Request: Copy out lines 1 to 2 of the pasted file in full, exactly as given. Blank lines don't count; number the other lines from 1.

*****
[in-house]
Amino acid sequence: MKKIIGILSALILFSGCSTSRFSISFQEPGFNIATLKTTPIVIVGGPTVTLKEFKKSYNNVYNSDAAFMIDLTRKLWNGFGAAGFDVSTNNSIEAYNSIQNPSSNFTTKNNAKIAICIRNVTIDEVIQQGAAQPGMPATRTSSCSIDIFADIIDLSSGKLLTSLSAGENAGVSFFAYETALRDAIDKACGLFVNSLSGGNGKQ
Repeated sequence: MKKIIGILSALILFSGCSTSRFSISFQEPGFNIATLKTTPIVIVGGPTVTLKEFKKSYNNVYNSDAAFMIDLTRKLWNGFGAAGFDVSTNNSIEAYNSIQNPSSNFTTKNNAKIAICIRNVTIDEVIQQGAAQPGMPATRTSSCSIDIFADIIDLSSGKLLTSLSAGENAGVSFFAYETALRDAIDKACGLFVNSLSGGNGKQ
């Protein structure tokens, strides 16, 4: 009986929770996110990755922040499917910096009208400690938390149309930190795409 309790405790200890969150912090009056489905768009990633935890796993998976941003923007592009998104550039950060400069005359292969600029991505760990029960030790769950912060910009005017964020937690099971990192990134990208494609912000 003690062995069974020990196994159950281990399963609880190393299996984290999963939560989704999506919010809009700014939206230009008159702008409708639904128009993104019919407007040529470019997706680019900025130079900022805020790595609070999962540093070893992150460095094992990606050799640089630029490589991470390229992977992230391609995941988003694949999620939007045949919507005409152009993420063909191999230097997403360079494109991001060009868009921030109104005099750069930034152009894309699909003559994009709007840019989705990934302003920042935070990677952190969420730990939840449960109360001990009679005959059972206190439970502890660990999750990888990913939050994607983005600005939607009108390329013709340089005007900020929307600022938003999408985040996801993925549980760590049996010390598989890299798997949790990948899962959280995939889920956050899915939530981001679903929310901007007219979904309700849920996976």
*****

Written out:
[in-house]
Amino acid sequence: MKKIIGILSALILFSGCSTSRFSISFQEPGFNIATLKTTPIVIVGGPTVTLKEFKKSYNNVYNSDAAFMIDLTRKLWNGFGAAGFDVSTNNSIEAYNSIQNPSSNFTTKNNAKIAICIRNVTIDEVIQQGAAQPGMPATRTSSCSIDIFADIIDLSSGKLLTSLSAGENAGVSFFAYETALRDAIDKACGLFVNSLSGGNGKQ